Radio 1’s Big Weekend: Saturday 24th May

Glasgow has forever been hailed the home of proud Scottish behaviour. Rowdy, good fun and filled with camaraderie, it only seemed natural that Europe’s biggest free music festival set its next footsteps in Scotland’s largest city.

Tickets for Radio 1’s Big Weekend were released in March and snapped up at uncontrollable speeds, due to the popularity of the acts and the free ticketing policy the BBC has operated since the festival began. A total of 50,000 people arrived at Glasgow Green over the weekend, eager to take advantage of the arrival of massive music names on Scottish shores.

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Radio 1’s broad spectrum of listeners invited a varied crowd to the first day of the event. In a very clever effort to get people through the gates early in the day, boy band of the moment One Direction opened the main stage.

One Direction
Whether or not you enjoy their music, the sheer number of people who had heard of One Direction and their fan base resulted in a packed main stage. The crowd was varied, from young children on their parents shoulders, to twenty/thirty-something year old men there just to experience the 1D mania. They had an undeniable stage presence; brilliantly bold urging the crowd to sing along (as if they needed any encouragement). Reeling off hit after hit, you realise that although their music may not be made to appeal to everyone, it inadvertently does. They’ve been responsible for one of the most recognisable music catalogues of the 21st century, and when performed live, it translates to an unassailable crowd pleaser. They are The Beatles of the internet generation, and with Harry Styles misted in a Jagger-esque aura, the mass hysteria you experience is entirely justified.

Hailing from New Zealand, Lorde has gone from writing music in her bedroom to performing to huge international crowds, all before turning eighteen. Her subdued set early on Saturday afternoon was nothing short of beautiful, as she took to the stage in high waist black trousers paired with a white vest. She looked and acted like she meant business. Delivering highlights from her brilliant debut ‘Pure Heroine’, she jolted and swayed her hair in perfect sync to her music. It was like watching a teenage girl dancing around her bedroom, unrestrained as though no one was watching. In turn it felt affectionate and intimate. She feels her music, and reverberates that to every corner of the audience. One of the most touching moments came as she introduced ‘Ribs’, a song she wrote when she was fifteen and realised the inevitability of growing old. She looked out on to a packed crowd, and smiled. She may only be a young woman, but her stage presence and lyricism reflects that of somebody near three times her age. Lorde was Big Weekend’s most innate and expressive performer.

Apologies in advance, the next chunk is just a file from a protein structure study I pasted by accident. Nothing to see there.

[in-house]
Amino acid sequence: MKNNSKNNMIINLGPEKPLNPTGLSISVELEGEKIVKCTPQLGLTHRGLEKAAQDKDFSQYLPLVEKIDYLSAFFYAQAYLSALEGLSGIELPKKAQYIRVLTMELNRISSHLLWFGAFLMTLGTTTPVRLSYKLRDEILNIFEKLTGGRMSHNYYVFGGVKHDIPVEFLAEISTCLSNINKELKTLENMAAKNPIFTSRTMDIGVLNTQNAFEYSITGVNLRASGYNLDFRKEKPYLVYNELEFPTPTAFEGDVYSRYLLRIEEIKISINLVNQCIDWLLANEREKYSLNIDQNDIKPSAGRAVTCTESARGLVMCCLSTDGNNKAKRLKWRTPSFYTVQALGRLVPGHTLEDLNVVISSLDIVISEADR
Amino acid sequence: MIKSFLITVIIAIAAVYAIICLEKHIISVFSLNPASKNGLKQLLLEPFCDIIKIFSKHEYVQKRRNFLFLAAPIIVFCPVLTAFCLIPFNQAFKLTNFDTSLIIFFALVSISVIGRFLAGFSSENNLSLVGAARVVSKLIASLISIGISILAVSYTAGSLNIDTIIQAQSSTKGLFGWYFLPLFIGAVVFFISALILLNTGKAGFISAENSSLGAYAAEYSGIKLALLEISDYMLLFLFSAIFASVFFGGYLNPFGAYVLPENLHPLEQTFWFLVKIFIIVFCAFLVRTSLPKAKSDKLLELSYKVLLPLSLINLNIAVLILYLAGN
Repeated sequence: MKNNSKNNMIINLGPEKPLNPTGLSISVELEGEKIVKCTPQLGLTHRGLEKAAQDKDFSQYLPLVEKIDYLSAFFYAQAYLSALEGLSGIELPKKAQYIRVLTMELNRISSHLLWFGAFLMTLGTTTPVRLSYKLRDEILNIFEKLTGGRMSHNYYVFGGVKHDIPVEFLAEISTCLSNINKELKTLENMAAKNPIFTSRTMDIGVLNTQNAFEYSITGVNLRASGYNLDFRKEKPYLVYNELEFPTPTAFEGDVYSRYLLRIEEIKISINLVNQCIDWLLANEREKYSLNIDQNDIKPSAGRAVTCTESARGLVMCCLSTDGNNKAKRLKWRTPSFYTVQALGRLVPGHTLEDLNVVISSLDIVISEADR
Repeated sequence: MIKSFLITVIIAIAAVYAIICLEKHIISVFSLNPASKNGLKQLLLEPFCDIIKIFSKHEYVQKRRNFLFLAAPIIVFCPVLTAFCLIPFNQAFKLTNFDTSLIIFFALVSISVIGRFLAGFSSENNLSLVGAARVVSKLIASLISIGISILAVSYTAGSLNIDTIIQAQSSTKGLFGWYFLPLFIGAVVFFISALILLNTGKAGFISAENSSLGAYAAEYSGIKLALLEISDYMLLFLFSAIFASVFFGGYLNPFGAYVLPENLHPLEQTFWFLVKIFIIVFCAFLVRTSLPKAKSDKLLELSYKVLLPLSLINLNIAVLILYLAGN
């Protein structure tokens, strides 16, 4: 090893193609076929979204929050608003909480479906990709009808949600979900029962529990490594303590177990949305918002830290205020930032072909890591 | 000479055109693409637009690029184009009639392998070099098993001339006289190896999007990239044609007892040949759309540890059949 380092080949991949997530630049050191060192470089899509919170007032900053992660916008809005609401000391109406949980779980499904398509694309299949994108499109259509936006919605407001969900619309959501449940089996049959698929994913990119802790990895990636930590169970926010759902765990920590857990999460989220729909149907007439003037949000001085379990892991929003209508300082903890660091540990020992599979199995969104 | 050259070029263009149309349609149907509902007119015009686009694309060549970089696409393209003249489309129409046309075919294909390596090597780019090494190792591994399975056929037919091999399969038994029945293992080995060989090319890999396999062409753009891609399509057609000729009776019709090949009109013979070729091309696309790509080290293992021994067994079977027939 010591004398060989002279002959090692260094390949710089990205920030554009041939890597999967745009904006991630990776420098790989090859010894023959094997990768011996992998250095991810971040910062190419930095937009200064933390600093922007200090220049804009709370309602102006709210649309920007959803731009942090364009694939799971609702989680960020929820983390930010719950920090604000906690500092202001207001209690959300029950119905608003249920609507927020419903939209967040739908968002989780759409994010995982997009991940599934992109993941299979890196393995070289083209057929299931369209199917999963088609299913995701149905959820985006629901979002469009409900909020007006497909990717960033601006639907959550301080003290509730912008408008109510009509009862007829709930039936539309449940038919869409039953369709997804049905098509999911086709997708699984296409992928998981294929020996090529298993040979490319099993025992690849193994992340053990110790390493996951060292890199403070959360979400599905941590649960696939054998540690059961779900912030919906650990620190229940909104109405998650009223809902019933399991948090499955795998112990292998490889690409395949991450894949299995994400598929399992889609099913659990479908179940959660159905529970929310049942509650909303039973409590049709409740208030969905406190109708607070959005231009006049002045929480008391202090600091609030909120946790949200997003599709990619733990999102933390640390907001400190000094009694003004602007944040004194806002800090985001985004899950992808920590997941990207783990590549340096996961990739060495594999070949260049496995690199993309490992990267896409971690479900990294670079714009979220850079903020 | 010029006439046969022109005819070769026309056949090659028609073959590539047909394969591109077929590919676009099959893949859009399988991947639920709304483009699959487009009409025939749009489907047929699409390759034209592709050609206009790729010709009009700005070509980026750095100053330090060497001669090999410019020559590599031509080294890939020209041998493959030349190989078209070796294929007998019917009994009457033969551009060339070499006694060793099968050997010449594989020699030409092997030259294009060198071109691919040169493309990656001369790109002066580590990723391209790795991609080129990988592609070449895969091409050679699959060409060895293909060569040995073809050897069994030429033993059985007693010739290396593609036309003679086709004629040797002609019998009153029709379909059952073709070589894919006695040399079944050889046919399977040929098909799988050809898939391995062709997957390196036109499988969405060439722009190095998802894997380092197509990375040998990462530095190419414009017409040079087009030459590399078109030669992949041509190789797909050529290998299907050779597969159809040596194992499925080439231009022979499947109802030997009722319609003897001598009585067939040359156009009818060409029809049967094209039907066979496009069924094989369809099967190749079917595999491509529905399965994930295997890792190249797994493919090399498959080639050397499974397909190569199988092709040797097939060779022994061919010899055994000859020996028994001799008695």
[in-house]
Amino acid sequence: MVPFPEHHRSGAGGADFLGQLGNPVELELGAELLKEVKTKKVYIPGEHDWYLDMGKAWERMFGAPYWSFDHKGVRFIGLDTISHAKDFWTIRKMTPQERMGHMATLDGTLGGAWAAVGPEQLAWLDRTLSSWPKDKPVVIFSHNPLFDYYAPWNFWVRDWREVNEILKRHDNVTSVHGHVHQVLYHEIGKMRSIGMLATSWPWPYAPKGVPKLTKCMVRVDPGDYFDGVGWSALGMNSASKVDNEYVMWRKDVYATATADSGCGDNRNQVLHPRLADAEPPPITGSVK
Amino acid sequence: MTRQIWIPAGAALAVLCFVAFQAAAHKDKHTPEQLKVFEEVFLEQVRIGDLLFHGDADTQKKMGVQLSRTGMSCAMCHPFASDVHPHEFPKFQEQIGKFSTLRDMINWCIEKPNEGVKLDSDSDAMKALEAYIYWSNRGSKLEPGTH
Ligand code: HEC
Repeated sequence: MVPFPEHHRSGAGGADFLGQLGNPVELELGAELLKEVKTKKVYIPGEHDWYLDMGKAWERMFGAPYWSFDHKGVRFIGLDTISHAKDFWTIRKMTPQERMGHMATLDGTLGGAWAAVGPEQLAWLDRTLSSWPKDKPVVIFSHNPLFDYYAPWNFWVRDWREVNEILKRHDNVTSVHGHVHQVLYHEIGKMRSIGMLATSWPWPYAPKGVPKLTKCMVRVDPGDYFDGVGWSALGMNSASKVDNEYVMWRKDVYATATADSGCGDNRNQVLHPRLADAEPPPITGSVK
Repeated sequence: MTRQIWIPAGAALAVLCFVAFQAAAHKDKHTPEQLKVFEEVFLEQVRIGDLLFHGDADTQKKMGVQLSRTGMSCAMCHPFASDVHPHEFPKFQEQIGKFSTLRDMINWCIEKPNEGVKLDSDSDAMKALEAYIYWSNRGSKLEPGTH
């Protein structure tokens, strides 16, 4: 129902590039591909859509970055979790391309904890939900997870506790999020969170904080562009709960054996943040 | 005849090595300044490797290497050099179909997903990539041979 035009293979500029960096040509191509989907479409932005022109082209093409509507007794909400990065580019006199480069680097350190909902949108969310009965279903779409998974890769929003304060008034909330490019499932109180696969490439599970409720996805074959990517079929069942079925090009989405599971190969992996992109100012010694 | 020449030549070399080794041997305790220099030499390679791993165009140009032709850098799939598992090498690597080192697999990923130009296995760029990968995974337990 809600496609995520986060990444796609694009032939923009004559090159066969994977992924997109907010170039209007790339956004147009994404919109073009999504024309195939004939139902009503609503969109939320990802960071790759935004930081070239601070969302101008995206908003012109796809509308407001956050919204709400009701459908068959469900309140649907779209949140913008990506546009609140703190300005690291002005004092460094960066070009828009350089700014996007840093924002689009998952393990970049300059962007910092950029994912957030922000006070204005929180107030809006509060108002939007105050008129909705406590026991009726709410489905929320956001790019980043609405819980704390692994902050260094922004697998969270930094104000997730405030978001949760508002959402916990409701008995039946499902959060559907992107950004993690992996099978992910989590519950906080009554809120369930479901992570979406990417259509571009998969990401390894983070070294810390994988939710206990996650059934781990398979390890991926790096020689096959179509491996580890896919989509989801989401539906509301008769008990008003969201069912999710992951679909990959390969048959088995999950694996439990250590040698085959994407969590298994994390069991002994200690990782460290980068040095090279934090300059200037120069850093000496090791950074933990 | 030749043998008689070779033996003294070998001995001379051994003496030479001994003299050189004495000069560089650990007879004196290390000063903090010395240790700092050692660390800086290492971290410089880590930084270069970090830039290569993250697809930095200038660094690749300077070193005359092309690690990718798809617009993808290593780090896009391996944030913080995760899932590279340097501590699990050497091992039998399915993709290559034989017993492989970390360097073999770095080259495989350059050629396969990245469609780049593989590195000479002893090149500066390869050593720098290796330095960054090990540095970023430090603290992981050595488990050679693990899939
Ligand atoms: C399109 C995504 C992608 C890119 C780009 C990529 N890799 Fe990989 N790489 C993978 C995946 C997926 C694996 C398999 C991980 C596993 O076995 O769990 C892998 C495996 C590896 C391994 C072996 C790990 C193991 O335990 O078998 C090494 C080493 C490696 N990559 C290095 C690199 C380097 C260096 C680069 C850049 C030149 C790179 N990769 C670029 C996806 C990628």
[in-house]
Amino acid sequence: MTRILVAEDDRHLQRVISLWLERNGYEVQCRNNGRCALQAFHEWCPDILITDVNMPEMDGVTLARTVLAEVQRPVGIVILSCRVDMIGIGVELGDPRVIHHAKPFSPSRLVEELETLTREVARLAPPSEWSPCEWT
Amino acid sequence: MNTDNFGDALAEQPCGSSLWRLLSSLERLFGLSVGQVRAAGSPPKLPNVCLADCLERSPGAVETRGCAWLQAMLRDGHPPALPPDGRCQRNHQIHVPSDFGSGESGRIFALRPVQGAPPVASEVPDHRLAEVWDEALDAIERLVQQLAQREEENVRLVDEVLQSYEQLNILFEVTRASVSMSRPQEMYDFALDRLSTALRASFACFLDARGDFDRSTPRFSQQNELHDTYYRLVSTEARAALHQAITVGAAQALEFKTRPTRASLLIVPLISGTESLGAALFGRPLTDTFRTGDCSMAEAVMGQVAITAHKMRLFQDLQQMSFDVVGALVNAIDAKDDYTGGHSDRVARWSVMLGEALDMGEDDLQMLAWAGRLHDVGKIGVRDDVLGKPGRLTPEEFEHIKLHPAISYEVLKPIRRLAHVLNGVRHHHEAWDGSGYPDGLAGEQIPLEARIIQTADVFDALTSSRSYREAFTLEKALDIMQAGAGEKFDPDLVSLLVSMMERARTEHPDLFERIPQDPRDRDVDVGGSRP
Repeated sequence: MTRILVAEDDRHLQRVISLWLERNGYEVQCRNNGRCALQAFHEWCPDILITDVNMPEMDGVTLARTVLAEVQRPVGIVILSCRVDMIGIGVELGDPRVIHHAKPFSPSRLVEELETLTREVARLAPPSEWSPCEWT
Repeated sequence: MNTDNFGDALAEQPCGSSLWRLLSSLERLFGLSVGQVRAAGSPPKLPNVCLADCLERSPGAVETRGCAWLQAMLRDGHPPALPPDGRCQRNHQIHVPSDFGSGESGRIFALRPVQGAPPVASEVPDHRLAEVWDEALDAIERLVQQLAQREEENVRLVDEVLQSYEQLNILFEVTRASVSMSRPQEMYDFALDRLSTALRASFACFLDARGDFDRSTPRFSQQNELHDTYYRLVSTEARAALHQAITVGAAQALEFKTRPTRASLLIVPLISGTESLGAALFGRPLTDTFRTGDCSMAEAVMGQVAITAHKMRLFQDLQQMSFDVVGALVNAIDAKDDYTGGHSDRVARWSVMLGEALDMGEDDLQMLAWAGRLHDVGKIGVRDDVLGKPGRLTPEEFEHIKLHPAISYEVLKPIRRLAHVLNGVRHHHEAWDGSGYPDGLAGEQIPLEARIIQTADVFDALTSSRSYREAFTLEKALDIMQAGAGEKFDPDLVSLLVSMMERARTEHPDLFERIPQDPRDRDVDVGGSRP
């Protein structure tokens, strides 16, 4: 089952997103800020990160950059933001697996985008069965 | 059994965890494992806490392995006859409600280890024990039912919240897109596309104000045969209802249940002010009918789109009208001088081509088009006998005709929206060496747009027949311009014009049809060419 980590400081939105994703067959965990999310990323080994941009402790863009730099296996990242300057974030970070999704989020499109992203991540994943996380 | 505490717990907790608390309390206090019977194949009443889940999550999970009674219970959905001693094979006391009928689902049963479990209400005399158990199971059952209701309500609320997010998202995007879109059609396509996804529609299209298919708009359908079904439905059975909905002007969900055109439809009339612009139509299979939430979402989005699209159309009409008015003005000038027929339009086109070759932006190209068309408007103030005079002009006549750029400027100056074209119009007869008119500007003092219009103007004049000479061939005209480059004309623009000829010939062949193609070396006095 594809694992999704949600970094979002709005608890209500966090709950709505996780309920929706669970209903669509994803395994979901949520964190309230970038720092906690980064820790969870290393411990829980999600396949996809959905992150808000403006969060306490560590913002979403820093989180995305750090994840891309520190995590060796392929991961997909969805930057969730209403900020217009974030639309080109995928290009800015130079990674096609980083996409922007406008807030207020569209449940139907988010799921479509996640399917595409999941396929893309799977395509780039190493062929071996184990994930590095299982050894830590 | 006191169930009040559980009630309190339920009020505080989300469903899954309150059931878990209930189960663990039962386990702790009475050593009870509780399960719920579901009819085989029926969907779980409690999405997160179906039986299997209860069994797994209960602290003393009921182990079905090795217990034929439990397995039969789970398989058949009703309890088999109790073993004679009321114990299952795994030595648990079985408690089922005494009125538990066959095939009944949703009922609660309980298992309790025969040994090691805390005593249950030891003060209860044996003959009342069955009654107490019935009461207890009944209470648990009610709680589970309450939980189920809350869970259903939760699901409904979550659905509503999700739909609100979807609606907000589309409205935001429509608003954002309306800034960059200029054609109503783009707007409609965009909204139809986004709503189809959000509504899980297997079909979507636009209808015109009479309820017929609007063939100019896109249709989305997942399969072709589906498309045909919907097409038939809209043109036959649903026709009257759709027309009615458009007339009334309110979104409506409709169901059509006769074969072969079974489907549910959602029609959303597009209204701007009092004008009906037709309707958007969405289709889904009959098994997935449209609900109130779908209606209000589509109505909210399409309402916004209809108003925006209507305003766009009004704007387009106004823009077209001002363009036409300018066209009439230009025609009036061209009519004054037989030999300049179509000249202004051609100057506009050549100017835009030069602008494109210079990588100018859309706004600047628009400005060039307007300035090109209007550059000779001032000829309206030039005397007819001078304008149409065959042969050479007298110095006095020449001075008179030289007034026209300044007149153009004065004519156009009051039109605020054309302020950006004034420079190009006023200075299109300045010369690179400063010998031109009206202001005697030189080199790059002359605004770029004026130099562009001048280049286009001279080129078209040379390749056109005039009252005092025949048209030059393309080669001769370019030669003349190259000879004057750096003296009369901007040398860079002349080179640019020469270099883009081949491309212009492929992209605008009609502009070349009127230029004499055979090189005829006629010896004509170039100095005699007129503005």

His name has been attached to every one of the world’s most popular songs in the past eighteen months. As expected, all of Pharrell’s recognisable hits propped up in his perfectly slotted set on Saturday afternoon. Opening with the Daft Punk collaboration ‘Lose Yourself to Dance’, he started subdued with subtle groove provoking a swaying crowd. His vocals, whilst there, were barely audible. Perhaps this was an issue with sound (I was near the back of the crowd, and his voice has more intricate flare than booming power), but the half recognisable record was not necessarily the best choice for an opener. Saying this, he ploughed his way through his impressive repertoire of music, dropping in cuts from his latest album including Marilyn Monroe and Happy, and some of his older work. His most bizarre performance came in the form of Gwen Stefani’s Hollaback Girl, a song Pharrell wrote and produced under his early noughties power group, The Neptunes. It got the crowd going, but Pharrell’s effort was questionable on that part. His band, choreography and backing singers were on point, but maybe a little bit more passion from the man himself would work better as a festival gig.

Calvin Harris
Both sub-headline slots on the main stage were filled by Scottish music heroes at the weekend. Whilst Paolo Nutini brought soul to the stage on Sunday night, the world’s highest paid DJ performed on Saturday, setting off pyrotechnics and smoke flares aplenty. Bombastic, non stop and relentless, Harris reeled of his catalogue without a duff note in between. It was an atmospheric, standard set for the DJ. He delivered what the crowd wanted, but was a little afraid to drop something unexpected. Nothing overly boring, nor earth shattering – just standard EDM affair.

Undoubtedly, the most astounding feat of Big Weekend came with Coldplay’s euphoric headline set. Delivering some of the most incredible stage work the city had seen, they effortlessly soared through a rather short set for the stadium band, but included all of their best work and the obligatory new ones. That’s the thing, though. The crowd was more than willing to listen to their new music – it’s as wonderful as the classics. As the lights stretch out as far as you can see, and twisting LED dandelion seeds fall from the sky, you realise that although the spectacle is there, it isn’t necessary with Coldplay’s immense catalogue and charisma. Seeing them live is a mindblowing experience, and as Chris Martin watched the 25,000 strong crowd sing the hook of ‘Viva La Vida’ back to him, it might just be the same for them too.

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